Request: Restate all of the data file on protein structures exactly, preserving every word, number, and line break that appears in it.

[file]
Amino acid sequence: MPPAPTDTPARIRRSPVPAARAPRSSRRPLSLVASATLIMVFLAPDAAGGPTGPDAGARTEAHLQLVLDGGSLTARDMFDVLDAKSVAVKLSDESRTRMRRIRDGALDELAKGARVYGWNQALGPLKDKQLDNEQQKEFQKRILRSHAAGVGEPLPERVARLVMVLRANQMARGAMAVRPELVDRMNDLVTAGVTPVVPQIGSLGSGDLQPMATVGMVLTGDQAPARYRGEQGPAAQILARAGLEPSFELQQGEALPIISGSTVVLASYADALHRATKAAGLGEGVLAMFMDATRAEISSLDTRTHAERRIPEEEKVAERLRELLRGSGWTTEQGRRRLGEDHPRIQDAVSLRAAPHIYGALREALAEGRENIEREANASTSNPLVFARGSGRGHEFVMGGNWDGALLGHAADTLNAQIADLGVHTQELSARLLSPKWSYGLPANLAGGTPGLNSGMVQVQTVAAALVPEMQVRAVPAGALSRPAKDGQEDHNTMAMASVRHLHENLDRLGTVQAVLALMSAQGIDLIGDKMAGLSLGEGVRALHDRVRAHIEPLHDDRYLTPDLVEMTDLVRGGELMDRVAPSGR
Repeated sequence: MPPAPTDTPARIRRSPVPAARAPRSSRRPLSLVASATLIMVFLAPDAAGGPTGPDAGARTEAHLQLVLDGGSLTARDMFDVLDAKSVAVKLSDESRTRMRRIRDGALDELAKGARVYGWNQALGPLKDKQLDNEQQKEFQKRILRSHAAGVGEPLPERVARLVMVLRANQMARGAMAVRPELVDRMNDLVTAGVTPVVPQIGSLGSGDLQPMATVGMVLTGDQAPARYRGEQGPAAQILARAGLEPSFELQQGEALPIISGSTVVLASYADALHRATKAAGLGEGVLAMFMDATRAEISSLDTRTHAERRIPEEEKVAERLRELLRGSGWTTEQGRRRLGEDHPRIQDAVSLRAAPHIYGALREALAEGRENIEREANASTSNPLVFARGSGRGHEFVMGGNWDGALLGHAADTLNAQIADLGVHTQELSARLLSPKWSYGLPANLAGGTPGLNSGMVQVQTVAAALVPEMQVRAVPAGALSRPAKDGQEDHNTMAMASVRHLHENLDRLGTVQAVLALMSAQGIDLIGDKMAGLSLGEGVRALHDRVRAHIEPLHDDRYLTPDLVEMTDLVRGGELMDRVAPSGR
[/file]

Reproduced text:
Amino acid sequence: MPPAPTDTPARIRRSPVPAARAPRSSRRPLSLVASATLIMVFLAPDAAGGPTGPDAGARTEAHLQLVLDGGSLTARDMFDVLDAKSVAVKLSDESRTRMRRIRDGALDELAKGARVYGWNQALGPLKDKQLDNEQQKEFQKRILRSHAAGVGEPLPERVARLVMVLRANQMARGAMAVRPELVDRMNDLVTAGVTPVVPQIGSLGSGDLQPMATVGMVLTGDQAPARYRGEQGPAAQILARAGLEPSFELQQGEALPIISGSTVVLASYADALHRATKAAGLGEGVLAMFMDATRAEISSLDTRTHAERRIPEEEKVAERLRELLRGSGWTTEQGRRRLGEDHPRIQDAVSLRAAPHIYGALREALAEGRENIEREANASTSNPLVFARGSGRGHEFVMGGNWDGALLGHAADTLNAQIADLGVHTQELSARLLSPKWSYGLPANLAGGTPGLNSGMVQVQTVAAALVPEMQVRAVPAGALSRPAKDGQEDHNTMAMASVRHLHENLDRLGTVQAVLALMSAQGIDLIGDKMAGLSLGEGVRALHDRVRAHIEPLHDDRYLTPDLVEMTDLVRGGELMDRVAPSGR
Repeated sequence: MPPAPTDTPARIRRSPVPAARAPRSSRRPLSLVASATLIMVFLAPDAAGGPTGPDAGARTEAHLQLVLDGGSLTARDMFDVLDAKSVAVKLSDESRTRMRRIRDGALDELAKGARVYGWNQALGPLKDKQLDNEQQKEFQKRILRSHAAGVGEPLPERVARLVMVLRANQMARGAMAVRPELVDRMNDLVTAGVTPVVPQIGSLGSGDLQPMATVGMVLTGDQAPARYRGEQGPAAQILARAGLEPSFELQQGEALPIISGSTVVLASYADALHRATKAAGLGEGVLAMFMDATRAEISSLDTRTHAERRIPEEEKVAERLRELLRGSGWTTEQGRRRLGEDHPRIQDAVSLRAAPHIYGALREALAEGRENIEREANASTSNPLVFARGSGRGHEFVMGGNWDGALLGHAADTLNAQIADLGVHTQELSARLLSPKWSYGLPANLAGGTPGLNSGMVQVQTVAAALVPEMQVRAVPAGALSRPAKDGQEDHNTMAMASVRHLHENLDRLGTVQAVLALMSAQGIDLIGDKMAGLSLGEGVRALHDRVRAHIEPLHDDRYLTPDLVEMTDLVRGGELMDRVAPSGR